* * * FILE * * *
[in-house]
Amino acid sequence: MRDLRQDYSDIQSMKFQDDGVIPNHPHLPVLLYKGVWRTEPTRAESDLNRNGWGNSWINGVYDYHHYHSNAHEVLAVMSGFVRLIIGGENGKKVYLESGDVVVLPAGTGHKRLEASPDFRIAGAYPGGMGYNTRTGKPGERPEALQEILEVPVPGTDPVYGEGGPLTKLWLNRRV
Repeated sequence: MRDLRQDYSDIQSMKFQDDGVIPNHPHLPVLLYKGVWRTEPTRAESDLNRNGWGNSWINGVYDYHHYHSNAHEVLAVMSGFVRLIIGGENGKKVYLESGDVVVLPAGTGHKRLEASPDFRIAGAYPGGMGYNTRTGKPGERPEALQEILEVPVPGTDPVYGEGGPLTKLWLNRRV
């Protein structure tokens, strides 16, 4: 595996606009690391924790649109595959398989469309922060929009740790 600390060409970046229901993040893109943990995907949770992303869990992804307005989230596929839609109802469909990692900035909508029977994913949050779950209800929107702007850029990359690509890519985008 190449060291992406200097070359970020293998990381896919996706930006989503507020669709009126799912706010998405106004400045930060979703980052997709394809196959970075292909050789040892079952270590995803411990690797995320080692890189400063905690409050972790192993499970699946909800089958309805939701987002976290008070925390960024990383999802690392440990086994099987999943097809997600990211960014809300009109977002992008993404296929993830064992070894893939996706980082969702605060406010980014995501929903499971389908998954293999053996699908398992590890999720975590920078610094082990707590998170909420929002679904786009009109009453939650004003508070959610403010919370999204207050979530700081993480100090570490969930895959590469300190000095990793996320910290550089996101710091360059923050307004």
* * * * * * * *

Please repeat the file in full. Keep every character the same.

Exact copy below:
[in-house]
Amino acid sequence: MRDLRQDYSDIQSMKFQDDGVIPNHPHLPVLLYKGVWRTEPTRAESDLNRNGWGNSWINGVYDYHHYHSNAHEVLAVMSGFVRLIIGGENGKKVYLESGDVVVLPAGTGHKRLEASPDFRIAGAYPGGMGYNTRTGKPGERPEALQEILEVPVPGTDPVYGEGGPLTKLWLNRRV
Repeated sequence: MRDLRQDYSDIQSMKFQDDGVIPNHPHLPVLLYKGVWRTEPTRAESDLNRNGWGNSWINGVYDYHHYHSNAHEVLAVMSGFVRLIIGGENGKKVYLESGDVVVLPAGTGHKRLEASPDFRIAGAYPGGMGYNTRTGKPGERPEALQEILEVPVPGTDPVYGEGGPLTKLWLNRRV
């Protein structure tokens, strides 16, 4: 595996606009690391924790649109595959398989469309922060929009740790 600390060409970046229901993040893109943990995907949770992303869990992804307005989230596929839609109802469909990692900035909508029977994913949050779950209800929107702007850029990359690509890519985008 190449060291992406200097070359970020293998990381896919996706930006989503507020669709009126799912706010998405106004400045930060979703980052997709394809196959970075292909050789040892079952270590995803411990690797995320080692890189400063905690409050972790192993499970699946909800089958309805939701987002976290008070925390960024990383999802690392440990086994099987999943097809997600990211960014809300009109977002992008993404296929993830064992070894893939996706980082969702605060406010980014995501929903499971389908998954293999053996699908398992590890999720975590920078610094082990707590998170909420929002679904786009009109009453939650004003508070959610403010919370999204207050979530700081993480100090570490969930895959590469300190000095990793996320910290550089996101710091360059923050307004």